The winner of the 2009-2010 competition is Neni Panourgiá for Dangerous Citizens: The Greek Left and the Terror of the State, Fordham University Press.
The Edmund Keeley Book Prize is awarded to an academic book dealing with modern Greece or a Hellenic theme published originally in the English language.
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“Dangerous Citizens is a simultaneous indictment of the “liberal” nation-state’s blithe pretensions and willful self-ignorance; of the political and discursive relegation of modern Greek history to the historical margins of the colonial “civilizing mission”; and of inhuman simplifications of the past everywhere. In an evocation of Oedipus that owes nothing to crass invocations of continuity with the ancient world, Neni Panourgiá writes with the ethical passion of a partial witness who nonetheless claims no special privilege other than that of the common humanity denied by the state to those it repeatedly configures as its enemies. In posing this appealingly controversial challenge to the liberal self-imagination, moreover, Panourgiá–who has honed her distinctive writing idiom into a compelling mix of careful scholarship and stylistic adventurism–calls anthropology itself to account.”–Michael Herzfeld, Harvard University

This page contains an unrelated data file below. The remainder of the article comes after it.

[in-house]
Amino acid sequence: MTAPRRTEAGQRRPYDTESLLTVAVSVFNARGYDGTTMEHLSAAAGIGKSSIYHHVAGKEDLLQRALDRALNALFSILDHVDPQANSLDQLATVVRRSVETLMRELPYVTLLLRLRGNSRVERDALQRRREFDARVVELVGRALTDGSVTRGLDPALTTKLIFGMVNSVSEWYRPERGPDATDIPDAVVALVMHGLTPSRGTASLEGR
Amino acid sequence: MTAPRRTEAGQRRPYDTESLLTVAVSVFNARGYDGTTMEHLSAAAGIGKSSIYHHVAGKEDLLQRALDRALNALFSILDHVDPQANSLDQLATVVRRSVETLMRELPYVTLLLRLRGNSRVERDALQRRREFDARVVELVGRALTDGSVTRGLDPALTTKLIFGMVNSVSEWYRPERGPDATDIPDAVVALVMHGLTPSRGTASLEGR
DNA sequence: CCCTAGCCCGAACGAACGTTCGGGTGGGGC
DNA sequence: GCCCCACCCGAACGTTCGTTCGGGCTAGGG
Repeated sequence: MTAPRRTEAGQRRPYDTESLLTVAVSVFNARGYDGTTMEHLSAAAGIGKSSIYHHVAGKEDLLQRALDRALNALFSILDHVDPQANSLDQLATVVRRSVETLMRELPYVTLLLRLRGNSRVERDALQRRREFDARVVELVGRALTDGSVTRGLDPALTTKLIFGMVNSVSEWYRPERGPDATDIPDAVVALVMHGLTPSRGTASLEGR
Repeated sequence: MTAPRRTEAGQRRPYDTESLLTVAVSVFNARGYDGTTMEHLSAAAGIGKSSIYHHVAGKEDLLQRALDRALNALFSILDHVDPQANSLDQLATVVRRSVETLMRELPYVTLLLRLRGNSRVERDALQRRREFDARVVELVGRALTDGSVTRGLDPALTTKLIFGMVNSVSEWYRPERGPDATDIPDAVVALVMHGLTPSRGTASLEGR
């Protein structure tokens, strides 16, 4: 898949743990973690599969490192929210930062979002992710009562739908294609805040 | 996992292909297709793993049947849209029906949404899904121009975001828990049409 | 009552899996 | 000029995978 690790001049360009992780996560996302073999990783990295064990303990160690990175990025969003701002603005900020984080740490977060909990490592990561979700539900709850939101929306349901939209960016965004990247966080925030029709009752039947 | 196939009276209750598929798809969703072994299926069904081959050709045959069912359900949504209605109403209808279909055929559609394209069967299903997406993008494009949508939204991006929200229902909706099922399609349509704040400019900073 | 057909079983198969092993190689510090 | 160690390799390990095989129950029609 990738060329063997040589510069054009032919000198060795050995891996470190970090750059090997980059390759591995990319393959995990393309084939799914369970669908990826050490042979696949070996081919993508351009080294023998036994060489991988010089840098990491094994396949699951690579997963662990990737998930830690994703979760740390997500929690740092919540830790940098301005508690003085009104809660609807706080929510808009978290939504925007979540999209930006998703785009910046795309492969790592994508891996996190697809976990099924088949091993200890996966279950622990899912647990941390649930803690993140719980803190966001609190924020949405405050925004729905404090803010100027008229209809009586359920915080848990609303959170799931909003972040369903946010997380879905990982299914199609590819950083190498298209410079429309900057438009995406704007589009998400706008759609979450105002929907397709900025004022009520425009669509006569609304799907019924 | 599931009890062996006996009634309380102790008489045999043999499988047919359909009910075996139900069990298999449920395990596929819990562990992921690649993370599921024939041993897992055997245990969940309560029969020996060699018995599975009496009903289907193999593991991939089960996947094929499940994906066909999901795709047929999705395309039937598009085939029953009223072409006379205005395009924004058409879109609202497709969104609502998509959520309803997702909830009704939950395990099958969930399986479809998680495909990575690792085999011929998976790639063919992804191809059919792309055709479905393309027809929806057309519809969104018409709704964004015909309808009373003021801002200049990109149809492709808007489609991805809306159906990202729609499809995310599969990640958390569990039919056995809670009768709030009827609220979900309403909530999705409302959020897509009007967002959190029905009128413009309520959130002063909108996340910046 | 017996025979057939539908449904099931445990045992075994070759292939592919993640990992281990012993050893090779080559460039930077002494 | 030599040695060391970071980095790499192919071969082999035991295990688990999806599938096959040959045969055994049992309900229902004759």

“Dangerous Citizens is a powerful and unforgettable book. It is at once a horrific history of nearly a century of state violence in Greece that few people may be aware of; a profound meditation on the conditions of possibility for both the idea and the reality of concentration camps; and a text that intertwines ethnography, history, and personal memoir to very powerful effect.”–Sherry Ortner, University of California, Los Angeles
Dangerous Citizens also won Honorable Mention for the 2009 Prose Awards in Archeology & Anthropology.
To read more about Neni Panourgiá and Dangerous Citizens: Click here.